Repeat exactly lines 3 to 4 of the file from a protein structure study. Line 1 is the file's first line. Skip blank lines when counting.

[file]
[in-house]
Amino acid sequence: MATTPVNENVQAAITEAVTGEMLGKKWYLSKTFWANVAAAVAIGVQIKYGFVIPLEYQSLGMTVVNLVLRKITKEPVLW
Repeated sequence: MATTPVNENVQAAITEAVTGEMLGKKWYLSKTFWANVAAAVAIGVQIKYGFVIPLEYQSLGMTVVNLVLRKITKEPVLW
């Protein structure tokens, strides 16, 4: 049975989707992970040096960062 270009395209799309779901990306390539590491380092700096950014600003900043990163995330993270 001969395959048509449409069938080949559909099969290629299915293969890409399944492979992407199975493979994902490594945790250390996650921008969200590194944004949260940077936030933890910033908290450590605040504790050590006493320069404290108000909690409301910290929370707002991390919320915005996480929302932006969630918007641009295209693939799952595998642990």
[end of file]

Repeated sequence: MATTPVNENVQAAITEAVTGEMLGKKWYLSKTFWANVAAAVAIGVQIKYGFVIPLEYQSLGMTVVNLVLRKITKEPVLW
């Protein structure tokens, strides 16, 4: 049975989707992970040096960062 270009395209799309779901990306390539590491380092700096950014600003900043990163995330993270 001969395959048509449409069938080949559909099969290629299915293969890409399944492979992407199975493979994902490594945790250390996650921008969200590194944004949260940077936030933890910033908290450590605040504790050590006493320069404290108000909690409301910290929370707002991390919320915005996480929302932006969630918007641009295209693939799952595998642990």